|Two-step LASIK after penetrating keratoplasty.|
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|PMID: 19898662 Owner: NLM Status: In-Data-Review|
|PURPOSE: The point of interest of this retrospective case review is to study refractive changes caused by the hinged lamellar keratotomy and the refractive outcome after laser ablation in a second step within the scope of laser in situ keratomileusis (LASIK) in patients with penetrating keratoplasty.
METHODS: Data from eight patients obtained before lamellar keratotomy, before laser ablation, and three months later were evaluated. Keratotomies were performed with the Moria((R)) LSK one and the Amadeus((R)) 2 microkeratome, laser ablation was performed with the Schwind((R)) Keratome I and the Wavelight((R)) Allegretto WaveEyeQ.
RESULTS: Uncorrected visual acuity (UCVA) improved significantly from 1 [logMar] to 0.4 [logMar] at the last visit. Median gain of UCVA was 7.38 +/- 2.96 Snellen lines. Best spectacle-corrected visual acuity did not change significantly. Preoperative manifest refraction spherical equivalent decreased from -4.02 +/- 4.77 diopters (D) to -1.11 +/- 2.45 D after laser ablation. Mean preoperative manifest astigmatism was -7.27 +/- 3.65 D, after lamellar keratotomy -6.72 +/- 3.68 D, and after laser ablation -2.08 +/- 1.80 D. Manifest astigmatism did not change significantly after the keratotomy.
CONCLUSIONS: Lamellar keratotomy causes biomechanical changes to the cornea. We favor a two-step LASIK in penetrating keratoplasty patients in order to improve precision and predictability of the refractive outcome.
|Aris N Kollias; Markus M Schaumberger; Thomas C Kreutzer; Michael W Ulbig; Carlo A Lackerbauer|
|Type: Journal Article Date: 2009-11-02|
|Title: Clinical ophthalmology (Auckland, N.Z.) Volume: 3 ISSN: 1177-5467 ISO Abbreviation: Clin Ophthalmol Publication Date: 2009|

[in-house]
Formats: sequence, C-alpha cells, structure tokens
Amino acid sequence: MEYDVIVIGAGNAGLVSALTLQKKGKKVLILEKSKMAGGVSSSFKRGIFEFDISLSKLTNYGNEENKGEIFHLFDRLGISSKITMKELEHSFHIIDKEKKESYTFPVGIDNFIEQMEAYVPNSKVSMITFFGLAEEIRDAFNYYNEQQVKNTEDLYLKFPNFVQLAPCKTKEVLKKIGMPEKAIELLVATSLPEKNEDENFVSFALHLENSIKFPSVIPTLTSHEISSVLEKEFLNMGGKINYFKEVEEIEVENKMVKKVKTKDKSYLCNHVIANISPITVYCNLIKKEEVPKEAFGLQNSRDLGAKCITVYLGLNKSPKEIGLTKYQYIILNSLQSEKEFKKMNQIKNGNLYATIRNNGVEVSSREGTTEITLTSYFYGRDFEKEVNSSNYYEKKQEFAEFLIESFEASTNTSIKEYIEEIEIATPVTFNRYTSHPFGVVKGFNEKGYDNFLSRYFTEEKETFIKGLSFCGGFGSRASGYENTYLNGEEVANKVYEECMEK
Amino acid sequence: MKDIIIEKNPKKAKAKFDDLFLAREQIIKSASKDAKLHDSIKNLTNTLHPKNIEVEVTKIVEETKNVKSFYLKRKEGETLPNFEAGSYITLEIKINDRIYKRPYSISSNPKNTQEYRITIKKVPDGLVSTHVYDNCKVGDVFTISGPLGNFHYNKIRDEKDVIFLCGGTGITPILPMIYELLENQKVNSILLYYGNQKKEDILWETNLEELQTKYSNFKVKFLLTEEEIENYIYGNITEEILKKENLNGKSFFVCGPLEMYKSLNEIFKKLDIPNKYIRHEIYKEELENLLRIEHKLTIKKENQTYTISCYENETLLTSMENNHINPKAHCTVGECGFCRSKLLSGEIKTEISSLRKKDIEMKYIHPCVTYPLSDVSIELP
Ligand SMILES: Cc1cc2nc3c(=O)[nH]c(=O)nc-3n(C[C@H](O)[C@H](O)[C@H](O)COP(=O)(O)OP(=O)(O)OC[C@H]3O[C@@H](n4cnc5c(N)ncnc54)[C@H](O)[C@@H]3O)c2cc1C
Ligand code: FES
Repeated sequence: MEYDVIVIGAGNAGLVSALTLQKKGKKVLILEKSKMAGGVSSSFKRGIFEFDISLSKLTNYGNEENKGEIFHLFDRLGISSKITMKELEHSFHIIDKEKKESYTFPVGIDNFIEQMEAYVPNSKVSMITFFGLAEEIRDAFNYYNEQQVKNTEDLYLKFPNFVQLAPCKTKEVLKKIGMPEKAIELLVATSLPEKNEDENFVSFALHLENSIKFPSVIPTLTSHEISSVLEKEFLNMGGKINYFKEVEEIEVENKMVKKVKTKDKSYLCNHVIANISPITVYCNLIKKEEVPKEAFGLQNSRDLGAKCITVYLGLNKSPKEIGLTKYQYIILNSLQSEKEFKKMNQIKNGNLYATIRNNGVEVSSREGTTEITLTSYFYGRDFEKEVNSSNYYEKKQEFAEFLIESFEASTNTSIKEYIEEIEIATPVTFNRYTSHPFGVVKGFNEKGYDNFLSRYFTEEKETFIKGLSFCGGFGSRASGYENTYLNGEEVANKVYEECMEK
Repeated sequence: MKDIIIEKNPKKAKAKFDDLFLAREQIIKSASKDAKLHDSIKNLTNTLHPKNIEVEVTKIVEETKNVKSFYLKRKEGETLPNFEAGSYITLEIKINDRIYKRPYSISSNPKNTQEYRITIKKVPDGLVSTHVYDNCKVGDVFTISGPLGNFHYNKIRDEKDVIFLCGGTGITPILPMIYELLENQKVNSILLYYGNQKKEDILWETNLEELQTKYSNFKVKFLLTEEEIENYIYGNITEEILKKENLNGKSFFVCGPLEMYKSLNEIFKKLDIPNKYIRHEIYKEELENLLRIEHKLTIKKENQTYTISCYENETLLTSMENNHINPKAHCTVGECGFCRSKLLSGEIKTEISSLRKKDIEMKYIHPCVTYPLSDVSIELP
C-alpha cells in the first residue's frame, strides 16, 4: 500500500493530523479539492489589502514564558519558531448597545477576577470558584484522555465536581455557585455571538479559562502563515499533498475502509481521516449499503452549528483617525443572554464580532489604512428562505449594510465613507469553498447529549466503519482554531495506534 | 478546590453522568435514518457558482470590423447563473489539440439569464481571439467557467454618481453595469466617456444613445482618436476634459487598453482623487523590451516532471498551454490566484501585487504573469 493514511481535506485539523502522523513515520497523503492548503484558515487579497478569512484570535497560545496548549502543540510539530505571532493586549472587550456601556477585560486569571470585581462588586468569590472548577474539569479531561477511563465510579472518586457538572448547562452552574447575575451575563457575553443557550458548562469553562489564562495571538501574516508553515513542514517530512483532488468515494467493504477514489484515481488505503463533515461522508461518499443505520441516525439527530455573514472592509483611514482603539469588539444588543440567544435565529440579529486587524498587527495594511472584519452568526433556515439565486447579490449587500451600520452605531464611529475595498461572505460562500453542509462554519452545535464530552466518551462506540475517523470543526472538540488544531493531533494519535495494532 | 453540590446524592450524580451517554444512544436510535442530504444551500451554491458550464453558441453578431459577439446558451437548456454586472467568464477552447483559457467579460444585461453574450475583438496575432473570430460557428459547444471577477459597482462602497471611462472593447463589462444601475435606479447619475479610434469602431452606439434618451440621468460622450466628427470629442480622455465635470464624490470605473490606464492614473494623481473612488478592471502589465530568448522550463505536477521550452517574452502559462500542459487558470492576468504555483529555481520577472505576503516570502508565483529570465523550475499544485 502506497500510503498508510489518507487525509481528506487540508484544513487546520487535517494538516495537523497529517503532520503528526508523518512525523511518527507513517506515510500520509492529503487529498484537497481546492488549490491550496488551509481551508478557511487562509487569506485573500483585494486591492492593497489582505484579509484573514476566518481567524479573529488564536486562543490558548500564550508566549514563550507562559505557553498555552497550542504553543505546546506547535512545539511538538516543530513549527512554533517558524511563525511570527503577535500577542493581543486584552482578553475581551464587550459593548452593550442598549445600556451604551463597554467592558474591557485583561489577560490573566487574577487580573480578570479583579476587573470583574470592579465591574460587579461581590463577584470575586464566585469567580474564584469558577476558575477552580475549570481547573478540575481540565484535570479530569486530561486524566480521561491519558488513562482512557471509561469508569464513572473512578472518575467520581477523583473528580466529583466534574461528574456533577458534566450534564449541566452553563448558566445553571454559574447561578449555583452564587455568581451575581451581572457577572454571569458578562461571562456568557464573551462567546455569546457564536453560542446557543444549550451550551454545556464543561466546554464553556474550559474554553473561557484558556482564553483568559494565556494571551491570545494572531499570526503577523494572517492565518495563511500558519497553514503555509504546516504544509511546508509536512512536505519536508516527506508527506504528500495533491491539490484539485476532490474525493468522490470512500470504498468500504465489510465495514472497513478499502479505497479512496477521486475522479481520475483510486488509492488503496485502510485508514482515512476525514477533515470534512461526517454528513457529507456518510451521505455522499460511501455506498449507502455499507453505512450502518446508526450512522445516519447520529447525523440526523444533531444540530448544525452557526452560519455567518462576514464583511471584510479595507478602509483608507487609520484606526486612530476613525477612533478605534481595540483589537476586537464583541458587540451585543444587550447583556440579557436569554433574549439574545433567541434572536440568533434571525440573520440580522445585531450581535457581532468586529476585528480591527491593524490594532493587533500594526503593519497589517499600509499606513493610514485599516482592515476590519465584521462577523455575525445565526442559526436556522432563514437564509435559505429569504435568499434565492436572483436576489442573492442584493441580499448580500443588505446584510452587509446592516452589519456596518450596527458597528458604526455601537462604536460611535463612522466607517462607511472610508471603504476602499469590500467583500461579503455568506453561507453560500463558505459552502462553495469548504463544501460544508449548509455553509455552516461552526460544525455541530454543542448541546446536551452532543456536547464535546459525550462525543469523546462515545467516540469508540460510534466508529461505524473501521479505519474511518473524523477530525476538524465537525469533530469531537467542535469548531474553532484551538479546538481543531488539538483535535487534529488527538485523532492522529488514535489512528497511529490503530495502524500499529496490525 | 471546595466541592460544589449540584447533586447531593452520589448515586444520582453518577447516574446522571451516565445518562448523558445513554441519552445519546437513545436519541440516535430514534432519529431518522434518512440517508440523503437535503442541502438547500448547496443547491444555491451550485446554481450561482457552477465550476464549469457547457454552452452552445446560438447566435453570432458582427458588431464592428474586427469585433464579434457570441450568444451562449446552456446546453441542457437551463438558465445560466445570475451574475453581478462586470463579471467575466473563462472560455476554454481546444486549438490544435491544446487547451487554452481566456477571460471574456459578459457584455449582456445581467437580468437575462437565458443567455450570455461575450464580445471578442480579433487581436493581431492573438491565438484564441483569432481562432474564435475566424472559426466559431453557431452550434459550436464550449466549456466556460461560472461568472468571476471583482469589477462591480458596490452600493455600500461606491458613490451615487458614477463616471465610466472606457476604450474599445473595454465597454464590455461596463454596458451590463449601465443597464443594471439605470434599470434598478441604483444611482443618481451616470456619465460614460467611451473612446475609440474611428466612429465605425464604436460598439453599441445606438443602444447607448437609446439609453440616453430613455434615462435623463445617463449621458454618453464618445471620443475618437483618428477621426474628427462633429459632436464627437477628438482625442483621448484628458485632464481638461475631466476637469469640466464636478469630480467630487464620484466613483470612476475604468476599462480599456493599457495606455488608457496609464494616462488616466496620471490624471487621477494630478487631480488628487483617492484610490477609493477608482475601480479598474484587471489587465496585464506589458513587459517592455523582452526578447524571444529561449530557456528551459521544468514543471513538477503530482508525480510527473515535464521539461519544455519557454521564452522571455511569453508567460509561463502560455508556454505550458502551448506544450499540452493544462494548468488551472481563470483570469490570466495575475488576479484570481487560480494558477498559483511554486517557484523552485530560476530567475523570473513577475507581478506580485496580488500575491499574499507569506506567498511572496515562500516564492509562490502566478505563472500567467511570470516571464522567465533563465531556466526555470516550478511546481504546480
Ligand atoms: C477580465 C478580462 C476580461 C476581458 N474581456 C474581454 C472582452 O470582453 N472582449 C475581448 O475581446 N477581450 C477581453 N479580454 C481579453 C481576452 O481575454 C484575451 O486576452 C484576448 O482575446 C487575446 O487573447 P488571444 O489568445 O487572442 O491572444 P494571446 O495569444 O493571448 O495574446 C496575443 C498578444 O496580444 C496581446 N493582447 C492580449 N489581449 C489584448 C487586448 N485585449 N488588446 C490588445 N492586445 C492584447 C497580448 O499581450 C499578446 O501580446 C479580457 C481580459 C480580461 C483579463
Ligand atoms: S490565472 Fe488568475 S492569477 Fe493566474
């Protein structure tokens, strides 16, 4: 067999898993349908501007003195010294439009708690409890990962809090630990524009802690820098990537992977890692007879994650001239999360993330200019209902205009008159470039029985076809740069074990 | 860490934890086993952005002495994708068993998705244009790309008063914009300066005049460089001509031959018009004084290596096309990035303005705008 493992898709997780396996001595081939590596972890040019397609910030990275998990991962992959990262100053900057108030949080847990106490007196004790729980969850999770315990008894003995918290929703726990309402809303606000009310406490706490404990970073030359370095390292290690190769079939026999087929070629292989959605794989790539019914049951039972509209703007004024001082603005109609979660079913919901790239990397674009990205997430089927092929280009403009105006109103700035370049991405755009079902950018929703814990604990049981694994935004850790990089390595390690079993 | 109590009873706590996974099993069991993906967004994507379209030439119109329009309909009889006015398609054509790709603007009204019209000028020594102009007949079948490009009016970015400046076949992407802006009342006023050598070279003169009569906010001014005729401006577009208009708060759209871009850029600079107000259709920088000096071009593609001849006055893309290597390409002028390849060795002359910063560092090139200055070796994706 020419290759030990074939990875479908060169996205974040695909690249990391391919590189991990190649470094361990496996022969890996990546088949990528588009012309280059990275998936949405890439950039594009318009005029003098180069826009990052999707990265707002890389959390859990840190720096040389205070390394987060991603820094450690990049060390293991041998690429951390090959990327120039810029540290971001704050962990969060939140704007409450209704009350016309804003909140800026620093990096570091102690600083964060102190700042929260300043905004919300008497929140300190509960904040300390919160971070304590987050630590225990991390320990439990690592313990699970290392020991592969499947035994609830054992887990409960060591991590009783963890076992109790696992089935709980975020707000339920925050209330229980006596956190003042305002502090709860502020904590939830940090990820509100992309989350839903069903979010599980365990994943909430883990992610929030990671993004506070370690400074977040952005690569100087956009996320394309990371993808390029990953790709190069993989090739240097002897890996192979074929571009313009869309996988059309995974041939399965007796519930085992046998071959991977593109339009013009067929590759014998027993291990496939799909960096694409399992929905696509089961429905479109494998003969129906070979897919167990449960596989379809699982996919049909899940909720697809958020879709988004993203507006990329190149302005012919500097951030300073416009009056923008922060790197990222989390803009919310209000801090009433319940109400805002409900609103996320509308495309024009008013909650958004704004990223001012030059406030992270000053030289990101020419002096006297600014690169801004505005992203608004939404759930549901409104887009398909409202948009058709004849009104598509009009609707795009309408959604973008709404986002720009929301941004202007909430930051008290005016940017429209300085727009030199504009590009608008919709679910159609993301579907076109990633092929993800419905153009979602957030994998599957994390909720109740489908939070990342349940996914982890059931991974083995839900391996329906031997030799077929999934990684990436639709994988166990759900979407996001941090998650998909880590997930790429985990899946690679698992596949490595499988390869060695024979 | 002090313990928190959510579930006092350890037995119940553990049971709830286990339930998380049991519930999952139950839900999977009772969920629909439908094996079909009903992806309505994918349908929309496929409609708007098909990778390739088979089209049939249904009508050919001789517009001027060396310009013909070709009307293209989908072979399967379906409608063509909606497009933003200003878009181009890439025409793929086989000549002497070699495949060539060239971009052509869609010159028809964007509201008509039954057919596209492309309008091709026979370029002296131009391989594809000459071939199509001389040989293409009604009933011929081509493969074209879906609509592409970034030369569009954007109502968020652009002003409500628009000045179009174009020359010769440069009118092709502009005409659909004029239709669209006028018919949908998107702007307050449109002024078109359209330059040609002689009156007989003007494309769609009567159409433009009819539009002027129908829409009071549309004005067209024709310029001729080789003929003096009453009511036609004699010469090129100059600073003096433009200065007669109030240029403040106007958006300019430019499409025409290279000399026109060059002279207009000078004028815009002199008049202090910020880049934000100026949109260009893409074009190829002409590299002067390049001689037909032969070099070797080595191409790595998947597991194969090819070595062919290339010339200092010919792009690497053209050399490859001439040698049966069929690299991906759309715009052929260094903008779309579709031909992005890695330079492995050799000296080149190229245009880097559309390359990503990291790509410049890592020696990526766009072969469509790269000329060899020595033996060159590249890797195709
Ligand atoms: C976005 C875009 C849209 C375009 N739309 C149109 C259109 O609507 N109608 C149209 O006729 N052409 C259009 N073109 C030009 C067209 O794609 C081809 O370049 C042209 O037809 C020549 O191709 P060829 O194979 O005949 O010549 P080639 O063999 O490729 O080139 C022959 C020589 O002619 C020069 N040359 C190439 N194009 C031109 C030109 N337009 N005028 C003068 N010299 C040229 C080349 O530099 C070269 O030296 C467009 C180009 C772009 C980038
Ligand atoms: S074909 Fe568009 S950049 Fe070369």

|Created Date: 2009-11-09 Completed Date: - Revised Date: -|
Medline Journal Info:
|Nlm Unique ID: 101321512 Medline TA: Clin Ophthalmol Country: New Zealand|
|Languages: eng Pagination: 581-6 Citation Subset: -|
|University Eye Hospital, Ludwig-Maximilians University, Munich, Germany.|
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Journal ID (nlm-ta): Clin Ophthalmol
Journal ID (publisher-id): Clinical Ophthalmology
Publisher: Dove Medical Press
© 2009 Kollias et al, publisher and licensee Dove Medical Press Ltd.
Received Day: 19 Month: 10 Year: 2009
collection publication date: Year: 2009
Print publication date: Year: 2009
Electronic publication date: Day: 2 Month: 11 Year: 2009
Volume: 3First Page: 581 Last Page: 586
PubMed Id: 19898662
Publisher Id: opth-3-581
|Two-step LASIK after penetrating keratoplasty|
|Aris N Kollias|
|Markus M Schaumberger|
|Thomas C Kreutzer|
|Michael W Ulbig|
|Carlo A Lackerbauer|
|University Eye Hospital, Ludwig-Maximilians University, Munich, Germany
|Correspondence: Correspondence: Aris Kollias, University Eye Hospital, Ludwig-Maximilians University, Mathildenstr. 8, 80336 Munich, Germany, Tel +49 89 5160 3811, Fax +49 89 5160 5160, Email
Microsurgical techniques have improved the functional outcome of penetrating keratoplasty (PK), but high spherocylindrical refractive errors are quite common after PK.1 They often cannot be corrected by spectacles due to aniseikonia, therefore surgical approaches are of interest. Laser in situ keratomileusis (LASIK) is a widely accepted method for treating a great range of refractive errors and has been successfully used in treating patients requiring refractive surgery after PK as well.2–7 The purpose of this retrospective chart review was to examine the refractive changes induced by the hinged lamellar keratotomy alone and the refractive outcome after laser ablation in a second step in patients with corneal grafts.
Data from eight consecutive patients who had two-step LASIK after PK in our department was evaluated. The study included five female and three male patients. The mean age was 54 years (range 8 to 90 years). Four patients suffered from Fuchs endothelial dystrophy, two patients from keratoconus, one from posttraumatic scares, and in one case the cause for PK was unknown. Three patients were pseudophacic, the other five participating patients had a clear crystalline lens. All participating patients had an average intraocular pressure of 14.7 mm of mercury (range 8 to 18 mmHg) and besides the corneal transplant no other abnormal ocular findings.